In April 18, 1775, Boston and a soon to be fledgling nation faced a certain threat against a massive attack surface originating from thousands of miles away via the sea. At the onset of the American Revolutionary War, Paul Revere collaborated with volunteers at Boston’s Old North Church to hang either one or two lanterns on the church steeple. Their code communicated to other communities and organizations – in real-time – the attack-vector British troops were using for their approach. This first example of public-private information sharing is immortalized in the famous line of the Henry Wadsworth Longfellow poem: “One if by land, and two if by sea.”
Then, as now, information sharing is a critical tool in the major threats businesses face. The nature of the cyber threat is different than anything else we’ve ever known or have been able to address in our business and legal systems – so, like Paul Revere, organizations have to think about it differently and craft different solutions. The U.S. Congress is meeting this week to consider a legislative framework for approaching cyber threats. Elected representatives are debating the merits and content of legislation concerning, among many things, information sharing and liability relief. Both of those topics are mission critical in today’s environment to counter threats faced today, and those that will be faced tomorrow.
Real-time actionable cyber threat information sharing between and among private and public sectors is needed to address diverse technology and business objectives. Through effective open and robust information sharing, organizations have a better success rate against the effects of malicious actors. Working together we maximize the reach of our cyber workforce in defending the public and private sectors from an ever changing threat environment.
We need to accept that current advanced protections don’t work. Furthermore, without evolving the security model – they will continue to not work. We know that point products, signature-based defensive approaches, and even traditional strategies are not enough to address the challenge. To overcome the threat posed by adversaries we need real-time information sharing across the public and private sectors. And of course, this data must be consumed, understood and acted on by advanced security teams capable of processing it immediately.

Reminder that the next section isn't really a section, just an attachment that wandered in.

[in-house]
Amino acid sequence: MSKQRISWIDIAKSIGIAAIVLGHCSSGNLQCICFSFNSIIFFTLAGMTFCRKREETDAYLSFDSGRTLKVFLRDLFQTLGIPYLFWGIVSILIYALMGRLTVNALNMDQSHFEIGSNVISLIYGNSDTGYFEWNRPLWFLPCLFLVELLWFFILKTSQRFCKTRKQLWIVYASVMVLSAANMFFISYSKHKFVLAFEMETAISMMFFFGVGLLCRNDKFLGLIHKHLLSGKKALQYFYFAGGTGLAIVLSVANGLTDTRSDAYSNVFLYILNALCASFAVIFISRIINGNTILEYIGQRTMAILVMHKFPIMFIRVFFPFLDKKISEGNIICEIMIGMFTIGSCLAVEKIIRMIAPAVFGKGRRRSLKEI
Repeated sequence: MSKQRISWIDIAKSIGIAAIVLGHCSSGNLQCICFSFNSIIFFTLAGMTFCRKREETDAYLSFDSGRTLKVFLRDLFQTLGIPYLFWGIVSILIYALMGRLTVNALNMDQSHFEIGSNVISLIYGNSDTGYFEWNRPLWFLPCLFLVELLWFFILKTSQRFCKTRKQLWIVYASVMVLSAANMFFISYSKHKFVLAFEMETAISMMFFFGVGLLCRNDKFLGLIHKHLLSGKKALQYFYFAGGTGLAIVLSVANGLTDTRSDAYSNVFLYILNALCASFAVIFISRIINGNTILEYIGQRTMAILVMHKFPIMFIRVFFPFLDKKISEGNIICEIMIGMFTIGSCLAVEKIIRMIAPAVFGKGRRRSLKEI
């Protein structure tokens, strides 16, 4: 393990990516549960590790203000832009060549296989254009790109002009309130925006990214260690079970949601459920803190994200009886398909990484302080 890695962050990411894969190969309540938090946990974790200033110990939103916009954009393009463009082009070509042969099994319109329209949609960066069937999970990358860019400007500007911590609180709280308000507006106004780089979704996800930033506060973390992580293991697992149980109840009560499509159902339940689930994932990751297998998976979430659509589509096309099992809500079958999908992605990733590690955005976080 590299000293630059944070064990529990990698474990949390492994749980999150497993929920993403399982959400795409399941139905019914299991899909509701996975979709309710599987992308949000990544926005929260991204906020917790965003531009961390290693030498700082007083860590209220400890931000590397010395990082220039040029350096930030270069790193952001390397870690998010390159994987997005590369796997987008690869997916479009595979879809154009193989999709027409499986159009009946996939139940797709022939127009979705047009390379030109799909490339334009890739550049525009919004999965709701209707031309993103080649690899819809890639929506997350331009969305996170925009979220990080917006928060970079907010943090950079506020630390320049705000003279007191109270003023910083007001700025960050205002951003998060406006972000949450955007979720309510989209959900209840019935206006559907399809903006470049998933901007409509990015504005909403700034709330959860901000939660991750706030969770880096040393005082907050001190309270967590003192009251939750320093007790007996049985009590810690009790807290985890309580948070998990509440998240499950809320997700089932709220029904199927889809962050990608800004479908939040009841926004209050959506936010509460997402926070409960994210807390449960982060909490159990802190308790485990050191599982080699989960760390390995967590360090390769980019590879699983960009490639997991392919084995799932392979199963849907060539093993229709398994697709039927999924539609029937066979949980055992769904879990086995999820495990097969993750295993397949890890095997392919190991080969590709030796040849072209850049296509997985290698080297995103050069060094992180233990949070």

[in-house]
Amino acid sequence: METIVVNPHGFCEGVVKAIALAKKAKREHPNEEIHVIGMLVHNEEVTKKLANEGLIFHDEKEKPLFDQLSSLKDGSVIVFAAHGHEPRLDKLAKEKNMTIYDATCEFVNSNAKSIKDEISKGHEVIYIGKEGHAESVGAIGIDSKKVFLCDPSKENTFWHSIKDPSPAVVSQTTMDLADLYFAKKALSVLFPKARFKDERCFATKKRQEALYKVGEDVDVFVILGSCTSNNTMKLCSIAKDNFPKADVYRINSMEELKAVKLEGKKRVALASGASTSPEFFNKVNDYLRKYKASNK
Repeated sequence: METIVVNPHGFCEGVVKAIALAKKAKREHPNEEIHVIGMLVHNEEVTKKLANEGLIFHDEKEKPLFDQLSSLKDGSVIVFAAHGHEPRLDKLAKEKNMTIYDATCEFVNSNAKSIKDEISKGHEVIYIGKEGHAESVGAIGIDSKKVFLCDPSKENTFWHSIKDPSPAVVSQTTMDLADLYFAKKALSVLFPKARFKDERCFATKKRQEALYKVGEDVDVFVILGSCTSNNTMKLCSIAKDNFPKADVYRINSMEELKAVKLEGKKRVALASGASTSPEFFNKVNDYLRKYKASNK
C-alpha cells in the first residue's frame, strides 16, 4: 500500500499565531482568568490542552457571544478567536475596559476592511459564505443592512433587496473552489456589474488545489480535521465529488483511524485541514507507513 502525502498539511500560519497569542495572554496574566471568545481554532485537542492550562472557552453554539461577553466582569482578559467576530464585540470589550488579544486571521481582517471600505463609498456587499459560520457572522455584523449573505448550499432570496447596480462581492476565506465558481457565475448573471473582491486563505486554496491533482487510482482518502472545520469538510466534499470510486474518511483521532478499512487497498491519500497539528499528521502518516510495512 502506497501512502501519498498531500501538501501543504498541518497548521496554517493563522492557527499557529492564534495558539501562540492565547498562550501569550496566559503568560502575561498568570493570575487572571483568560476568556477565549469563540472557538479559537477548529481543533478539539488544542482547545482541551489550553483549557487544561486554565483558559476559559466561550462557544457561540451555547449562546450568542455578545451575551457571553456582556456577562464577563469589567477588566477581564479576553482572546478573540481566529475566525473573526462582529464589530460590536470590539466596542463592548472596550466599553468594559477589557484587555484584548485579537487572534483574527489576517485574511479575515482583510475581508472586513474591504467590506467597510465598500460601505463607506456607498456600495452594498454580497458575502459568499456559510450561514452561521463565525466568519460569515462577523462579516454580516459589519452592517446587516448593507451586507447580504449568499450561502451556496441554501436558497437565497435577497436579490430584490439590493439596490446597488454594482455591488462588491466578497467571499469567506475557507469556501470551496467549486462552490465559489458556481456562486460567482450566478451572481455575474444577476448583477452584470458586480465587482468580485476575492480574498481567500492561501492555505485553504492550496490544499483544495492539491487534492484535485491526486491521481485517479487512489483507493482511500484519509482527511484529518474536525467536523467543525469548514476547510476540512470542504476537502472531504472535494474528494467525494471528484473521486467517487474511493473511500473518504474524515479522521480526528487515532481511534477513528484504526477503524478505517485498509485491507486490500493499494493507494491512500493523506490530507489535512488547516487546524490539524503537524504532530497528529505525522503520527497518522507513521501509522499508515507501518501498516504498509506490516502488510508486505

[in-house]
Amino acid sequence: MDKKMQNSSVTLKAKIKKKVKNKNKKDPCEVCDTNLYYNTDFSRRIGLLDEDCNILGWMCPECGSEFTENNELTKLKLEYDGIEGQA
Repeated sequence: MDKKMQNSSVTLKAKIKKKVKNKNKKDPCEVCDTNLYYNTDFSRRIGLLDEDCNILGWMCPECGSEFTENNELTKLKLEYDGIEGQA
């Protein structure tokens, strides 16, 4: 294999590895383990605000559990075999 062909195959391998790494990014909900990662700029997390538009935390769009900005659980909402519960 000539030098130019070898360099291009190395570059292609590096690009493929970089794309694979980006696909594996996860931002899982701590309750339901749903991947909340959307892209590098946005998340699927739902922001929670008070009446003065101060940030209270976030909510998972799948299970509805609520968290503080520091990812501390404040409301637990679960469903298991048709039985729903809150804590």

Information sharing, and the pending legislation, should allow the effective dissemination of near real-time actionable information, hopefully machine readable, that can assist new efforts to defeat malicious actors. We need this information – threat intelligence – because the old strategies of protecting the perimeters don’t work. We need visibility, access, and agility to see what the malicious actors are doing in our networks. Yes – they are in our networks. We need to prevent them from succeeding in their ultimate objectives. Information sharing will assist our ability to quickly detect and respond to these malicious actors and Congressional action should support those operational principles.
Today, 240 years after Paul Revere’s midnight ride, society may not be recognizable, but the principles that those American Patriots and Sons of Liberty espoused are visible. The cyber threat highlights one similarity: we, people and organizations around the world, face an existential threat to our way of life that can only be mitigated by a cooperative approach. Private companies, and governments, alone cannot overcome the myriad threats we face – they don’t have the resources or capabilities. Hopefully, current legislative action will help achieve what is needed to preserve and protect the principles fought for so many years ago.